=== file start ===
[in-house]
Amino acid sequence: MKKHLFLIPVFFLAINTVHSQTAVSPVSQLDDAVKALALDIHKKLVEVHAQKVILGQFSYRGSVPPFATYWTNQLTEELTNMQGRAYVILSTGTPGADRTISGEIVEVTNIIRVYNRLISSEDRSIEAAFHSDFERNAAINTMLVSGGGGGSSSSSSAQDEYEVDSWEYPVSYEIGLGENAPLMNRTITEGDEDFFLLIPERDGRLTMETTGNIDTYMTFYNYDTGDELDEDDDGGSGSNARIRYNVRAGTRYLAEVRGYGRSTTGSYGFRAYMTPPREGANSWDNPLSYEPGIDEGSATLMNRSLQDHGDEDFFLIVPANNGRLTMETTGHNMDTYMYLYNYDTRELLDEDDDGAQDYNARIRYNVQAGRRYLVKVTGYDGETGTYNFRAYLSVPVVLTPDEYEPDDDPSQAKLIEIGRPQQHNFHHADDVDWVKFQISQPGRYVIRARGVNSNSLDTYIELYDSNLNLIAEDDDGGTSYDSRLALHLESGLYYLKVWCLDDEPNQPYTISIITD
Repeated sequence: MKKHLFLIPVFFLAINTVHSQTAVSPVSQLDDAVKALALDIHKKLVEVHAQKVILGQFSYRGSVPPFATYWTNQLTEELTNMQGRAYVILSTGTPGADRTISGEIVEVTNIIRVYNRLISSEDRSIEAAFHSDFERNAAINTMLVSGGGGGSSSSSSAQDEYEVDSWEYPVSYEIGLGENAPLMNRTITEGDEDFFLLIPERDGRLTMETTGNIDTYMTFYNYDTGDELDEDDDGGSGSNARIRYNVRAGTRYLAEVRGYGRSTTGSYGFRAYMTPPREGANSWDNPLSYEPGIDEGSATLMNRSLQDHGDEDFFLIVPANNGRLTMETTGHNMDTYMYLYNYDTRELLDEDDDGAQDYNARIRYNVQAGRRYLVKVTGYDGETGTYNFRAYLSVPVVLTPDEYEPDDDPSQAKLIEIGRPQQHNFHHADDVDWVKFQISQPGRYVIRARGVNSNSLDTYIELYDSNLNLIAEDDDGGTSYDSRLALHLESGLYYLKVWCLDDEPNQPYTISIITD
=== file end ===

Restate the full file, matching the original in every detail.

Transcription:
[in-house]
Amino acid sequence: MKKHLFLIPVFFLAINTVHSQTAVSPVSQLDDAVKALALDIHKKLVEVHAQKVILGQFSYRGSVPPFATYWTNQLTEELTNMQGRAYVILSTGTPGADRTISGEIVEVTNIIRVYNRLISSEDRSIEAAFHSDFERNAAINTMLVSGGGGGSSSSSSAQDEYEVDSWEYPVSYEIGLGENAPLMNRTITEGDEDFFLLIPERDGRLTMETTGNIDTYMTFYNYDTGDELDEDDDGGSGSNARIRYNVRAGTRYLAEVRGYGRSTTGSYGFRAYMTPPREGANSWDNPLSYEPGIDEGSATLMNRSLQDHGDEDFFLIVPANNGRLTMETTGHNMDTYMYLYNYDTRELLDEDDDGAQDYNARIRYNVQAGRRYLVKVTGYDGETGTYNFRAYLSVPVVLTPDEYEPDDDPSQAKLIEIGRPQQHNFHHADDVDWVKFQISQPGRYVIRARGVNSNSLDTYIELYDSNLNLIAEDDDGGTSYDSRLALHLESGLYYLKVWCLDDEPNQPYTISIITD
Repeated sequence: MKKHLFLIPVFFLAINTVHSQTAVSPVSQLDDAVKALALDIHKKLVEVHAQKVILGQFSYRGSVPPFATYWTNQLTEELTNMQGRAYVILSTGTPGADRTISGEIVEVTNIIRVYNRLISSEDRSIEAAFHSDFERNAAINTMLVSGGGGGSSSSSSAQDEYEVDSWEYPVSYEIGLGENAPLMNRTITEGDEDFFLLIPERDGRLTMETTGNIDTYMTFYNYDTGDELDEDDDGGSGSNARIRYNVRAGTRYLAEVRGYGRSTTGSYGFRAYMTPPREGANSWDNPLSYEPGIDEGSATLMNRSLQDHGDEDFFLIVPANNGRLTMETTGHNMDTYMYLYNYDTRELLDEDDDGAQDYNARIRYNVQAGRRYLVKVTGYDGETGTYNFRAYLSVPVVLTPDEYEPDDDPSQAKLIEIGRPQQHNFHHADDVDWVKFQISQPGRYVIRARGVNSNSLDTYIELYDSNLNLIAEDDDGGTSYDSRLALHLESGLYYLKVWCLDDEPNQPYTISIITD